Thursday, 25 February 2016

A New Year - A New Inquiry!

Four days a week, for most of the year, volunteers from the community come into our school to support children in Years 5 & 6 whose reading age doesn't match their chronological age. I am the co-ordinator for this programme which is known as Reading Support. Most of the tutors come once a week, some twice, and they spend 15 minutes with each of 4 students. The time is mainly spent reading - that is, the student reading to the adult from texts that have been graded at the appropriate level. However, the conversation between the adult and child is also very important.
This programme has proved effective in raising student achievement in reading over the 20+ years it has been in operation. I feel it could be even more effective if the tutors were given specific training in helping students with learning difficulties.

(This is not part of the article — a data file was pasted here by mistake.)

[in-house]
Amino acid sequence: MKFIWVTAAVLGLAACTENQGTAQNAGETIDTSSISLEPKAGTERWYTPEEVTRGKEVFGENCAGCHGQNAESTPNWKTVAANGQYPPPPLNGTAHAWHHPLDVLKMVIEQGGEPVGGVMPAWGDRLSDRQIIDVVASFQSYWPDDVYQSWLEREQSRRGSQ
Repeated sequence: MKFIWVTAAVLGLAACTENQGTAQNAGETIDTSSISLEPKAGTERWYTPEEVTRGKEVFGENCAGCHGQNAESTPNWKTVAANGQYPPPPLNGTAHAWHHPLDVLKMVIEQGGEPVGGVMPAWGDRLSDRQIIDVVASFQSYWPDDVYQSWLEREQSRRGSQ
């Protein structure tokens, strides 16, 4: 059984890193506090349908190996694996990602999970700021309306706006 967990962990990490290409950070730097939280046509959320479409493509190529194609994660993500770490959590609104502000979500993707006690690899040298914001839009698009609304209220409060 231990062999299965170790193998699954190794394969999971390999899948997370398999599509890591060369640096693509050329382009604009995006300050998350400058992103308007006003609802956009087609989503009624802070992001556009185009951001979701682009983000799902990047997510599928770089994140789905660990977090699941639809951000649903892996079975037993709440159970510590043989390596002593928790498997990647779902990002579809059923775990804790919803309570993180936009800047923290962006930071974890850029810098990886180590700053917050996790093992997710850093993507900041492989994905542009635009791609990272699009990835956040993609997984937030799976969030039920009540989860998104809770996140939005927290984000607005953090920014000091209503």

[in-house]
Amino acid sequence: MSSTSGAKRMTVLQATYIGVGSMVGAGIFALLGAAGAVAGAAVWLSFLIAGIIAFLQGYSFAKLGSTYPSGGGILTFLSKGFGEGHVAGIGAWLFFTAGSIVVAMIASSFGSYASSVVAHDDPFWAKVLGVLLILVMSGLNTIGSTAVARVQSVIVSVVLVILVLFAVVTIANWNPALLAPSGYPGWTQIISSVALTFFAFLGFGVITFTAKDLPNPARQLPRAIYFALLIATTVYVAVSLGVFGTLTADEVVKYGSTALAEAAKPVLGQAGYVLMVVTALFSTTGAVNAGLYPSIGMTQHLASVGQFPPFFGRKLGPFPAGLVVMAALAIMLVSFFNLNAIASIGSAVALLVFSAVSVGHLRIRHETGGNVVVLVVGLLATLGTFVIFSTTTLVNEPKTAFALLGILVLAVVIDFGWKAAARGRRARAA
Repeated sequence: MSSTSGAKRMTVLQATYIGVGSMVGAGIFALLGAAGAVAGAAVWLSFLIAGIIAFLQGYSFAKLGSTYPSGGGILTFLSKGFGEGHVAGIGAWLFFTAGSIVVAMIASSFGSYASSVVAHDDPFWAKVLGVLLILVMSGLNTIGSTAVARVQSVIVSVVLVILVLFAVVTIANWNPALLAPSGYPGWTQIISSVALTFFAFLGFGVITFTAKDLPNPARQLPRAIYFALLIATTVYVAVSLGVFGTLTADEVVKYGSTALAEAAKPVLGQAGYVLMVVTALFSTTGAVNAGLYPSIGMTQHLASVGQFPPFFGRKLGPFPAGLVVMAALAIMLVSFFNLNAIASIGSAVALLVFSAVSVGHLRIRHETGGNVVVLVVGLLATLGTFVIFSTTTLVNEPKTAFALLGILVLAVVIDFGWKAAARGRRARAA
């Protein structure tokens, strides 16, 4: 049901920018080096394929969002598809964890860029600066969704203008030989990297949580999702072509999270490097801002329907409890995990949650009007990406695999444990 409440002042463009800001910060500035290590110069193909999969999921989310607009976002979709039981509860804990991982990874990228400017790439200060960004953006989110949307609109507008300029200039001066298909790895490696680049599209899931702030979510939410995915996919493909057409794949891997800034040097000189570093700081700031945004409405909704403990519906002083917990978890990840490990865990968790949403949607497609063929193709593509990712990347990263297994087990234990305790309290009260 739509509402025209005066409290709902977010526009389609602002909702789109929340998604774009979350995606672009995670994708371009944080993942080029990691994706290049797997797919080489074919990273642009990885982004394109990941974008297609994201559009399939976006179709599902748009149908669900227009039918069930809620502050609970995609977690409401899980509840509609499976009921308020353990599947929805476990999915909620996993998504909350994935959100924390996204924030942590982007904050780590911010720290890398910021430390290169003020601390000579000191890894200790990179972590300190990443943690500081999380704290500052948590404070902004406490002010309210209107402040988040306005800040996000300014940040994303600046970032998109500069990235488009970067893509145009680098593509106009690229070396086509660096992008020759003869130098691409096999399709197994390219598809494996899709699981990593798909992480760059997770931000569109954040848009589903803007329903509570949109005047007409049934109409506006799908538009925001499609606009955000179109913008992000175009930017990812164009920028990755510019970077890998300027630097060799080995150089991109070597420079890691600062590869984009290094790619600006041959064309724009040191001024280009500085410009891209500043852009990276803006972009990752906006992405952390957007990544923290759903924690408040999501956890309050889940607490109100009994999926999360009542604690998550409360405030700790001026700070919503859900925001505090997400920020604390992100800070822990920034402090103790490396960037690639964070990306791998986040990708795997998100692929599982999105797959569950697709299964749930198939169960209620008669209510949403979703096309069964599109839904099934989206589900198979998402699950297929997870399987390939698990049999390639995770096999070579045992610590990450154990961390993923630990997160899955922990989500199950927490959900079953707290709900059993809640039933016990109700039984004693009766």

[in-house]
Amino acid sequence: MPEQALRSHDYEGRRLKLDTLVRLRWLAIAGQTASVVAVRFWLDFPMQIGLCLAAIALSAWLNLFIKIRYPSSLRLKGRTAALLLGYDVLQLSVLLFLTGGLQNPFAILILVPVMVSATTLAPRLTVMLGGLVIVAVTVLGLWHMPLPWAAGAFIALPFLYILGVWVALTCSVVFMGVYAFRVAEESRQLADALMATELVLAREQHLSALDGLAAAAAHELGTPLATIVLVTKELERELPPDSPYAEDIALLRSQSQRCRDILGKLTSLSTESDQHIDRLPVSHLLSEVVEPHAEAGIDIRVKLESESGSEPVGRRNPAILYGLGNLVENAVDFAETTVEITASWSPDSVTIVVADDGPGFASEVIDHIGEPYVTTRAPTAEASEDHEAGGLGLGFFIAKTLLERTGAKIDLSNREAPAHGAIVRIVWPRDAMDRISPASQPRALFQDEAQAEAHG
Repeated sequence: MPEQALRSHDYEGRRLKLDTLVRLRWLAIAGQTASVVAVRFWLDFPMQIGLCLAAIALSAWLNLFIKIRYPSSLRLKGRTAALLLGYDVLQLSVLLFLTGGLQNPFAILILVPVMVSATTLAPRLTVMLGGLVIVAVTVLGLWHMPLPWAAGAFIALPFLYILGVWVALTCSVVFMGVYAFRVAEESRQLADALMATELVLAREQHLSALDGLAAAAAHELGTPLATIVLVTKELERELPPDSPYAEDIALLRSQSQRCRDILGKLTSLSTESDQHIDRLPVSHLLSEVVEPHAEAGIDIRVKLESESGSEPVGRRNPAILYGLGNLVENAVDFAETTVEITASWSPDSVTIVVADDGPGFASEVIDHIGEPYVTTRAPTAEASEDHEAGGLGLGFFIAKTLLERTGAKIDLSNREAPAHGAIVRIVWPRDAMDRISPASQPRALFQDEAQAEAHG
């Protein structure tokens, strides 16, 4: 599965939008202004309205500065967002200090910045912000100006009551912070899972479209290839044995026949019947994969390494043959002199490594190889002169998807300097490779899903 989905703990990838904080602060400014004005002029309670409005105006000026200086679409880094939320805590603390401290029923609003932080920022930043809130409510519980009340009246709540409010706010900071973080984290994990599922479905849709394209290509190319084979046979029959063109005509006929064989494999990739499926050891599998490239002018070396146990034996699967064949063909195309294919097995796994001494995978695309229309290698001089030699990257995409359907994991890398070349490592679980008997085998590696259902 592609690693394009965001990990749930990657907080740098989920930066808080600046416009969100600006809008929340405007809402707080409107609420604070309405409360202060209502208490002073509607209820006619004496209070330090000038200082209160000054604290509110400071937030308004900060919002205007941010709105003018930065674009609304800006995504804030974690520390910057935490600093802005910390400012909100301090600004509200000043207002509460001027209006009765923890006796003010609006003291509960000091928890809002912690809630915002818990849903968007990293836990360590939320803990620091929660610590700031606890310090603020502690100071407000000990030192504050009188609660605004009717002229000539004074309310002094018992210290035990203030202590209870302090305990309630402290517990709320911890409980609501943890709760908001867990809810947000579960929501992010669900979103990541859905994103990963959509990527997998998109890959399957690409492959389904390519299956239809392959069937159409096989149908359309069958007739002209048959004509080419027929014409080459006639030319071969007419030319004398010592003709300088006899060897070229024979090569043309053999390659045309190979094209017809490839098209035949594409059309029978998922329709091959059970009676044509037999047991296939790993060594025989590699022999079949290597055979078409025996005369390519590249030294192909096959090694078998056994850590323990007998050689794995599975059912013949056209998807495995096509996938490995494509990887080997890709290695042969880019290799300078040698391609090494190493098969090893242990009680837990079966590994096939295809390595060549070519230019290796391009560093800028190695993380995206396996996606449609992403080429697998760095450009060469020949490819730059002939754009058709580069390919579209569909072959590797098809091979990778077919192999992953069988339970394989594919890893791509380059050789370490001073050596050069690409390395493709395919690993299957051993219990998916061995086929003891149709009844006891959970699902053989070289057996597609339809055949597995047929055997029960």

While most of the students on Reading Support have not been formally diagnosed with specific learning difficulties, there are clear indicators that this is the case for many of them. I would like to become a more skilled 'reading teacher' myself and to be able to teach the volunteers skills and strategies to become more effective. 

So this is what I am inquiring into this year.
How to recognise whether a child has a specific learning diifficulty, what it is, and what to do about it!


  1. That sounds like a huge goal. As a teacher I find it very difficult to recognise specific learning difficulties and know what to do with them. Perhaps, while looking at this yourself, you could provide your volunteer tutors with guidelines and a tool box for generally assisting learners with reading difficulties?

    1. You are right of course! I will need to assess the most useful/needed strategies and present them to the volunteer tutors in a practical way that doesn't overwhelm them! Thank you for your feedback.